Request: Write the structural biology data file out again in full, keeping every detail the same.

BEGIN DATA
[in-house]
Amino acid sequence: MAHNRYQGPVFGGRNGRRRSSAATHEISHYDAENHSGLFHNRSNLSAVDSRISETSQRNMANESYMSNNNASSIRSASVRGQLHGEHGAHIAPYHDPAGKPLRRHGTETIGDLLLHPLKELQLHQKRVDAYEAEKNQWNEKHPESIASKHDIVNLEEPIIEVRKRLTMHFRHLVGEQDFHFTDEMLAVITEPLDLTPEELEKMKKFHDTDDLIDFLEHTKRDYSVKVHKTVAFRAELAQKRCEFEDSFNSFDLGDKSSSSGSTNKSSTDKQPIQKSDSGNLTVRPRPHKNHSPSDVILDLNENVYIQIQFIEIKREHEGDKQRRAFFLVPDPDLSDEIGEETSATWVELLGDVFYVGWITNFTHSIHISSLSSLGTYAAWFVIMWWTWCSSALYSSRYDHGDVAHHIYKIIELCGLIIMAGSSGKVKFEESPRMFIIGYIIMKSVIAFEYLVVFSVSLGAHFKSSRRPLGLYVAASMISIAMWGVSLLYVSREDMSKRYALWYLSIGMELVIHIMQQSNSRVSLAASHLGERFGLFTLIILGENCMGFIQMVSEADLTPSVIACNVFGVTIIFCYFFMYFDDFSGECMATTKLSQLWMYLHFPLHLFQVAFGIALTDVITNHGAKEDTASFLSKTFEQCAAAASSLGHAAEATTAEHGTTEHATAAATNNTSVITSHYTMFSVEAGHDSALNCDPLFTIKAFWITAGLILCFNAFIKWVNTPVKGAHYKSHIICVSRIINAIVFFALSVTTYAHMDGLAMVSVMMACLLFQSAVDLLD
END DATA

[in-house]
Amino acid sequence: MAHNRYQGPVFGGRNGRRRSSAATHEISHYDAENHSGLFHNRSNLSAVDSRISETSQRNMANESYMSNNNASSIRSASVRGQLHGEHGAHIAPYHDPAGKPLRRHGTETIGDLLLHPLKELQLHQKRVDAYEAEKNQWNEKHPESIASKHDIVNLEEPIIEVRKRLTMHFRHLVGEQDFHFTDEMLAVITEPLDLTPEELEKMKKFHDTDDLIDFLEHTKRDYSVKVHKTVAFRAELAQKRCEFEDSFNSFDLGDKSSSSGSTNKSSTDKQPIQKSDSGNLTVRPRPHKNHSPSDVILDLNENVYIQIQFIEIKREHEGDKQRRAFFLVPDPDLSDEIGEETSATWVELLGDVFYVGWITNFTHSIHISSLSSLGTYAAWFVIMWWTWCSSALYSSRYDHGDVAHHIYKIIELCGLIIMAGSSGKVKFEESPRMFIIGYIIMKSVIAFEYLVVFSVSLGAHFKSSRRPLGLYVAASMISIAMWGVSLLYVSREDMSKRYALWYLSIGMELVIHIMQQSNSRVSLAASHLGERFGLFTLIILGENCMGFIQMVSEADLTPSVIACNVFGVTIIFCYFFMYFDDFSGECMATTKLSQLWMYLHFPLHLFQVAFGIALTDVITNHGAKEDTASFLSKTFEQCAAAASSLGHAAEATTAEHGTTEHATAAATNNTSVITSHYTMFSVEAGHDSALNCDPLFTIKAFWITAGLILCFNAFIKWVNTPVKGAHYKSHIICVSRIINAIVFFALSVTTYAHMDGLAMVSVMMACLLFQSAVDLLD